‘Where are we?’ I ask, searching around for any sign of something appealing. There is nothing, only derelict land, this hideous, dusty, shambles of a road and a few houses. No, not houses, shacks would be more apt. There can’t be any people living in them.
‘This is paradise, baby.’ Jesse says, deadly serious. I almost laugh, but worry is preventing it. I’ve seen paradise, in pictures mainly, and this couldn’t be any further removed. I’m about to demand that he turn around, but then a colossal set of wooden, planked gates come into view and my attention is captured by the high, whitewashed wall stemming from each side and stretching out into the distance. And then I see it.
There is a sign on the wall next to the gate and it says Paradise. He cannot be serious. Paradise? Not only is it not paradise, but could he have picked a cheesier name for a place to stay? Paradise? Those walls don’t look like they’ve been touched by any white-wash paint in two decades, and I’m starting to feel nauseous from being tossed around in this lovely car. He’s brought me to this dump? He has me to himself for three days and he’s brought me here? I would rather sleep in the car. My tranquil mind isn’t feeling so tranquil, not now that I’m surrounded by this most un-tranquil vista. Yes, it’s quiet, but the whole deadness of our surroundings is just making it feel eerie, rather than peaceful.
‘Jesse…’ I’m not sure what to say. He doesn’t seem in the least bit perturbed by all of this, which leaves me thinking that he’s been here before. If he has, then why would he return? I’m not given any explanation, he just flips a switch and smiles fondly as the wooden gates start to creak open. He has been here before. I choose to keep my mouth shut, despite my better judgment. I’m not staying here. No way.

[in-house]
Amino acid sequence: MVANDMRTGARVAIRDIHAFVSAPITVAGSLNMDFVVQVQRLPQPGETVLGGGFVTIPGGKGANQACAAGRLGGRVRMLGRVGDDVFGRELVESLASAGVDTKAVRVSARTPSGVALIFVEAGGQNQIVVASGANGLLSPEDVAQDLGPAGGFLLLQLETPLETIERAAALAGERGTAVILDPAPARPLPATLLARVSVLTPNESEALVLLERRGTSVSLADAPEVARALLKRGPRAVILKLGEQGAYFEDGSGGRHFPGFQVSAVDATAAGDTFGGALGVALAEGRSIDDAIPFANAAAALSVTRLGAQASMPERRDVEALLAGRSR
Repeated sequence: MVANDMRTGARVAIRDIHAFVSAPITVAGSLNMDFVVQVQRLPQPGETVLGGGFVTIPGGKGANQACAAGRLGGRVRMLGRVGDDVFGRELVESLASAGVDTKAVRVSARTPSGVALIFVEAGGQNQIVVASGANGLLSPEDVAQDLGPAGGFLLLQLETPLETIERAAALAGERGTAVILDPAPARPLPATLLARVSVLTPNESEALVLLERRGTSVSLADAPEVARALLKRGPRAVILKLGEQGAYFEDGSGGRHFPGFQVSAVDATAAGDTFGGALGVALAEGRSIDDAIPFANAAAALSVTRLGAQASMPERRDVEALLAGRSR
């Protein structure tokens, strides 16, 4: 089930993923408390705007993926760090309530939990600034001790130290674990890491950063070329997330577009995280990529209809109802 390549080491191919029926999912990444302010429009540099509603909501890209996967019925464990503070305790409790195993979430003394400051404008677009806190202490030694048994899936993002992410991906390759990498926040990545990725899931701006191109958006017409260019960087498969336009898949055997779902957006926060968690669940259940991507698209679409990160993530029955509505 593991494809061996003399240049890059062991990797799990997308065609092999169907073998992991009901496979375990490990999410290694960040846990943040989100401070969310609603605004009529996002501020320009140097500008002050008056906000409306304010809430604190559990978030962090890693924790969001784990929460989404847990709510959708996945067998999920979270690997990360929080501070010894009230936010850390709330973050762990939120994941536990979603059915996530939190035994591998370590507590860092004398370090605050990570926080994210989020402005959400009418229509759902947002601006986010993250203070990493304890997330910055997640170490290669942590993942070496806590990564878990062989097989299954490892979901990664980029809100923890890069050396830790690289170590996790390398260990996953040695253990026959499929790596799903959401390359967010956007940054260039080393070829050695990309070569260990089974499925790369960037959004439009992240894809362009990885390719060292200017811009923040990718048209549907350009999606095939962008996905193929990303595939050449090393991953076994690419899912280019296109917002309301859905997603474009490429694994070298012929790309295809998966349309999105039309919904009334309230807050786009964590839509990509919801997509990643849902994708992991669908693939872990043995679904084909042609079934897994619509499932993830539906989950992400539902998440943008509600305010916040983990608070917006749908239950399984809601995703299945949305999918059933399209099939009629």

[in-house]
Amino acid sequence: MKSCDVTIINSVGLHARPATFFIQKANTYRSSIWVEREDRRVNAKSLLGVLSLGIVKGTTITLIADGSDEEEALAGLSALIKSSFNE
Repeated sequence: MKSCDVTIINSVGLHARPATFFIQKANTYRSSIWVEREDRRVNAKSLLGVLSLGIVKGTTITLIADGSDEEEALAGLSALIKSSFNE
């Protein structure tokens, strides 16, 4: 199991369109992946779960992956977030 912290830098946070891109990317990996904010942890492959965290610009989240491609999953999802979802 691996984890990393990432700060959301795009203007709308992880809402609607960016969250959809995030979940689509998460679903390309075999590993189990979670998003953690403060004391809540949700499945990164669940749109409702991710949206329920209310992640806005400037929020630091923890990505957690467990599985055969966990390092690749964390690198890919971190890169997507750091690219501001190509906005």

I’m having a good mental sulk in my seat when we breach the gates and we’re immediately closed in by darkness, a canopy of the greenest green I’ve ever seen, draping over us and the driveway ahead. Clusters of white flowers are spotted here and there among the foliage and the most potent fragrance is seeping into the car, even with all of the windows closed.
‘That smell.’ I sniff deeply and exhale on a sigh.
‘This is nothing. At nightfall it’s pungent.’ Jesse breathes in deeply himself, humming in pleasure as he exhales. I’m totally intrigued. He’s mentally reminiscing.
Whilst the smell is heavenly, I’m still concerned by our location, but then the sunlight flickers towards the end of the concealed driveway and the shards of flashing lights stabbing at us through the windscreen makes me squint, even through my shades. It’s like a light has been abruptly switched on and all of a sudden, I’ve been transported to…
My breath catches in my throat, and I unclip my belt to sit forward, blinking to ensure that I’m not imagining this. The grimy, concrete and wasteland jungle is no more, and in its place is an idyllic haven, bursting with greenery, neatly trimmed lawns and pergolas dripping in pompoms of red flowers. We’re suddenly not moving anymore, and I waste no time ejecting myself from the car, shutting the door and absorbing my new, improved surroundings. I start walking across the rumbled, cobbled driveway towards the terracotta villa up ahead, not bothering to wait for Jesse, or even to check that he’s following. I take the steps up to the veranda that circles the entire property and turn to get the full view of the grounds.
When I think that I’ve taken it all in, I turn my attention back to Jesse, finding him sitting on the bonnet of the DBS, legs stretch and crossed at the ankles. His arms are folded over his chest, too. And he’s smiling. ‘What’s my beautiful girl thinking?’ he shouts over to me.
My hand reaches out and pulls a stray leaf from the shrubbery hanging from some trellis on the veranda. I smell it and sigh. ‘I’m thinking that I’ve just officially arrived on Central Jesse Cloud Nine.’